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The highlights of Fall pilot season | The Triangle

The highlights of Fall pilot season

The beginning of the school year also marks the start of an entirely new season of television, with many hit series and revamped returning shows to get excited about again. But along with their seasoned fan favorites, major TV networks also rolled out dozens of pilots for new series with varying levels of commercial and critical success.

Most of these shows will be canceled after their first season, while others (such as NBC’s “The Playboy Club”) have already been axed. Yet a precious few stand tall against the excessive promos, advertisements and media hype. After hours of watching and reviewing pilots (I even struggled through “Whitney”), I settled on four shows, in no particular order, that you won’t regret tuning in for every week. And sorry, the “Charlie’s Angels” reboot didn’t make the list. Although if that show is your idea of good television, you might as well stop reading now.

 

Terra Nova [airs Mondays at 8/7c on Fox]

This highly anticipated Spielberg vehicle premiered in a two-hour pilot that had the feel of a big-screen production. “Terra Nova” features the Shannons, a typical family in the year 2149 seeking to escape their dying world, which has been plagued by overpopulation, greed and pollution. A time fracture to a separate timestream 85 million years in the past gives the family this chance.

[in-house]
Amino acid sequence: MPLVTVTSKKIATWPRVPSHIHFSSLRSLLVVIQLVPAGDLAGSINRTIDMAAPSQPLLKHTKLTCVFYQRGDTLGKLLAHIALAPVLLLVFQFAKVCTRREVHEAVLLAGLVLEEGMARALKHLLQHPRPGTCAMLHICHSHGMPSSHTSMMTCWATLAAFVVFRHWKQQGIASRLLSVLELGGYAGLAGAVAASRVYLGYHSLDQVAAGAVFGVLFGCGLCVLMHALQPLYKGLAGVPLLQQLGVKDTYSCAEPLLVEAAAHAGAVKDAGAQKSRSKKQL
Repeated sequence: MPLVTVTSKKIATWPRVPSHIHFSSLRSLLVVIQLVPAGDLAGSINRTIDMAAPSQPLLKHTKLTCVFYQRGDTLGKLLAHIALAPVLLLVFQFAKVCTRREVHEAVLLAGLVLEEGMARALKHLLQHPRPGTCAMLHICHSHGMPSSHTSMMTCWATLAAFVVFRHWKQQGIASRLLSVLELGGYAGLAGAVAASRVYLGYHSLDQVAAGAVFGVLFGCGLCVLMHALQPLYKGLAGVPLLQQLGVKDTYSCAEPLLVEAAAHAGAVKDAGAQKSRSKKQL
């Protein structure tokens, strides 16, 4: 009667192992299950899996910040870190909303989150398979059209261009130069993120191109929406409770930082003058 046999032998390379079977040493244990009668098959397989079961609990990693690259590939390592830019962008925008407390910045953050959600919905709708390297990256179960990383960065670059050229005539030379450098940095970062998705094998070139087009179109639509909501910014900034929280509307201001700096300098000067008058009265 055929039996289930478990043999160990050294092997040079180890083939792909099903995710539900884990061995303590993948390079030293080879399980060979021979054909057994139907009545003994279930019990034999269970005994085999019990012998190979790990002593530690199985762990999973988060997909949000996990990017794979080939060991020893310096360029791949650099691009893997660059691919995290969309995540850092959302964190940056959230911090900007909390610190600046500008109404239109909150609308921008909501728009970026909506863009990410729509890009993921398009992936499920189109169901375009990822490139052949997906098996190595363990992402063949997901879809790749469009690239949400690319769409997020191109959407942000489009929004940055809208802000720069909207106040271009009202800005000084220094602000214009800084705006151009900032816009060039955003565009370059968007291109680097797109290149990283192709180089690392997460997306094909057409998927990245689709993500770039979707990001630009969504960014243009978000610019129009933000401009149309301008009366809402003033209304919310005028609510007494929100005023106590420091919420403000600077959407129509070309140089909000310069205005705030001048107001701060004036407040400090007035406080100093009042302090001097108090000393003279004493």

They end up in a Cretaceous-era colony called Terra Nova, where the population’s struggle to develop a society is complicated by a rogue pilgrimage and a bevy of vicious dinosaurs that show up at very inconvenient times.

Equal parts “Avatar” and “Jurassic Park,” “Terra Nova” is escapism perfected, a riotous adventure that allows the viewer to explore a frontier they have only dreamed of. Spielberg’s excellent storytelling, coupled with great acting and a fast-paced plot, makes for one epic program.

In one dazzling scene, the youngest Shannon daughter, Zoe, walks outside her house, picks up a branch of leaves and begins feeding a group of long-necked Brachiosaurus. The interplay between the CGI and the actors is truly impressive, and the effects are top-notch by small-screen standards. By the end of the two-part pilot, you feel as if you’ve sat through a feature film and will likely be eager for more.

 

Prime Suspect [airs Thursdays at 10/9c on NBC]

I’ve always liked Maria Bello ever since Coyote Ugly, so I had to check out “Prime Suspect,” America’s answer to the original UK show that starred Helen Mirren. Many early critics of the NBC version were skeptical of Bello’s ability to fill such profound shoes, but I found her portrayal of Detective Jane Timoney to be bold, apt and heartwarming. Plus it’s always great to see a typical procedural cop show retooled.

The plot is nothing you haven’t heard before – an NYPD homicide detective transfers squads, only to realize that she’s stepping into a boys’ club and must fight for every case she gets. However, watching Detective Timoney follow her instincts to point out discrepancies that other members of her squad have overlooked is extremely gratifying. Timoney may in fact be the Greg House of the crime world, and we get to watch her do what she does best – investigate.